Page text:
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Technology in Australia 1788-1988Australian Academy of Technological Sciences and Engineering
Table of Contents

Chapter 11

I The Present Energy Economy

II Australian Energy Consumption

III Research And Development

IV Coal

V Oil And Natural Gas

VI Solar Energy
i Research and Development
ii The state of the art
iii Collectors
iv The solar water heating industry
v Industrial applications
vi Swimming pool heating
vii Building heating and cooling
viii Photovoltaics
ix Wind power
x Cooling
xi The International Solar Energy Society

VII Nuclear Energy

VIII Bagasse Firewood And Other Biomass

IX Electric Power Generation And Distribution electric Power Generation And Distribution

X Manufactured Gas

XI Industrial Process Heat



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Industrial applications

The potential for solar energy in industrial process heating, particularly for food processing, was recognized long ago, but it was not until 1976 that CSIRO, in a joint venture with Diverse Industries, installed the first system at Queanbeyan for can warming in a Coca Cola bottling plant. It was a demonstration plant and was instrumented to measure cumulative radiation on the 77 sq m array (subsequently increased to 94 sq m), heat input from the array to the 20 cu m thermal store, heat from the oil fired hot water boiler and heat to the process. Thermal cost effectiveness is 4.6 Annual MJ/$cost. The instrumentation was simple, reliable and effective, and has been used on later systems to measure cost effectiveness. The system is still operating but its output is now used for a different purpose.

Figure 13 & 14Figure 13 & 14

13 & 14 13 and 14 Australia's first industrial solar heating system at Queanbeyan, New South Wales showing roof mounted collectors and insulated concrete 20 cu m thermal storage.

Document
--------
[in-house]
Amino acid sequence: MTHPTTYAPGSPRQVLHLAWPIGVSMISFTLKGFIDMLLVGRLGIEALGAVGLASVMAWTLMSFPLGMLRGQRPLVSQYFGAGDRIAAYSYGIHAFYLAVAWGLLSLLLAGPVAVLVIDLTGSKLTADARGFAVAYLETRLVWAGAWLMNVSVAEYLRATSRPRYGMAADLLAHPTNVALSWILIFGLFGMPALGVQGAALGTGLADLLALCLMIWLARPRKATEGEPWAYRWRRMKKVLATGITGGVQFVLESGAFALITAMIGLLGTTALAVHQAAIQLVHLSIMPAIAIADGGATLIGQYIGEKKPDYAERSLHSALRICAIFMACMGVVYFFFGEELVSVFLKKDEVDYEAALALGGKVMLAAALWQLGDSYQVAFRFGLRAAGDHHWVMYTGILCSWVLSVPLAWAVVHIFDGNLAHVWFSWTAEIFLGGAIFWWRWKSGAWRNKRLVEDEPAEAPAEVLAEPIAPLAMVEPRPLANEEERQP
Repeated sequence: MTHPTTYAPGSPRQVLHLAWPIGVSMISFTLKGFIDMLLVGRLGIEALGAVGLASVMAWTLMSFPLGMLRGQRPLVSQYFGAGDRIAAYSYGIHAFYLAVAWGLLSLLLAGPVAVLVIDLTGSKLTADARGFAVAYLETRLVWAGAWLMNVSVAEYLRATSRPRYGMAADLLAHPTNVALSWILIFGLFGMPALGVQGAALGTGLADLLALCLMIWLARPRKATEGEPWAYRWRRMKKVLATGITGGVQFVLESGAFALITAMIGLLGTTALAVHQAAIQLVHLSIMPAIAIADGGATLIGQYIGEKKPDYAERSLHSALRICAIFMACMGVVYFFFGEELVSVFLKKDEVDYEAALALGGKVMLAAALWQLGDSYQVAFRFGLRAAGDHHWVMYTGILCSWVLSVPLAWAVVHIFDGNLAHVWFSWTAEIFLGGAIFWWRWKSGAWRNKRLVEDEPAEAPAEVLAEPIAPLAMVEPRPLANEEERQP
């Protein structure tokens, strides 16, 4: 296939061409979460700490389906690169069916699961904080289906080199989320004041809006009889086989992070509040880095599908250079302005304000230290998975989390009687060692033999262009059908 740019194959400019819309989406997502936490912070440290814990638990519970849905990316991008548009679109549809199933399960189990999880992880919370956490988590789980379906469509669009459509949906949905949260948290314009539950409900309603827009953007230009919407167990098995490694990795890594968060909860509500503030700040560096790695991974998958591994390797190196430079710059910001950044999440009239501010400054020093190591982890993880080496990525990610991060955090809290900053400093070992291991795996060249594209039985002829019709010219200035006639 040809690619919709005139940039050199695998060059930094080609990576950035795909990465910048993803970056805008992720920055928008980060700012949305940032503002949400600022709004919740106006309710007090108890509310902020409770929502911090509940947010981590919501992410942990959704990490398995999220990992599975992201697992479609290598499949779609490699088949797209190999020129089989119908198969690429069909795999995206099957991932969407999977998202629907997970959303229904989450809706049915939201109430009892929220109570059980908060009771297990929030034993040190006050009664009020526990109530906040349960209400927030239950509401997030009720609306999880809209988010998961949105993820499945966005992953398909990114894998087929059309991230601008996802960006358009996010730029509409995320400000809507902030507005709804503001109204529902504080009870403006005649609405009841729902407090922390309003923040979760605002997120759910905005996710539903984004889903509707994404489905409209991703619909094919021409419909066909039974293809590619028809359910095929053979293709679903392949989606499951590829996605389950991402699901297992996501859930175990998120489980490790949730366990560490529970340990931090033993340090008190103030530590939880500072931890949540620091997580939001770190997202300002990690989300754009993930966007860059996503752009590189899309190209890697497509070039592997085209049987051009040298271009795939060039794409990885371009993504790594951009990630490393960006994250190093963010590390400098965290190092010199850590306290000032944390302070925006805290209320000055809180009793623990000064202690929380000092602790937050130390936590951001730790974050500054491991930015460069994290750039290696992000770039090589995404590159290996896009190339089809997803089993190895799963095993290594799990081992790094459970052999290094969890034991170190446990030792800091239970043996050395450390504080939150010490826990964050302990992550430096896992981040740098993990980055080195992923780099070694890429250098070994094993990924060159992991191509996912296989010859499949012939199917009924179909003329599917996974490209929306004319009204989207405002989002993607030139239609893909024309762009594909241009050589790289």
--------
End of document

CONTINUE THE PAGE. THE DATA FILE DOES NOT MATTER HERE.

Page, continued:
Other installations in the CSIRO programme to demonstrate solar industrial applications were in 1978 for beer pasteurization at the Southwark Brewery in Adelaide, with a 178 sq m array and 52 cu m storage, 4.1 Annual MJ/$cost and a large water heating system at Southern Farmers milk processing plant at Murray Bridge S.A. in 1981 with 181 sq m collector area and 21 cu m storage and 5.5 Annual MJ/$cost.

The payback period for the original investment can be readily calculated if the cost of supplementary fuel and other operating costs are known. The method is described in the Solar Progress article listed in the references. The product (Annual MJ/$ X Fuel cost, $/GJ) needs to exceed about 120 to make installations economically viable. This could come about as a result of a combination of improved technology and higher fuel costs. In the meantime valuable operating experience is being gained in systems such as those described.

Organisations in Australian Science at Work - CSIRO; Diverse Industries Pty Ltd

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© 1988 Print Edition pages 808 - 809, Online Edition 2000
Published by Australian Science and Technology Heritage Centre, using the Web Academic Resource Publisher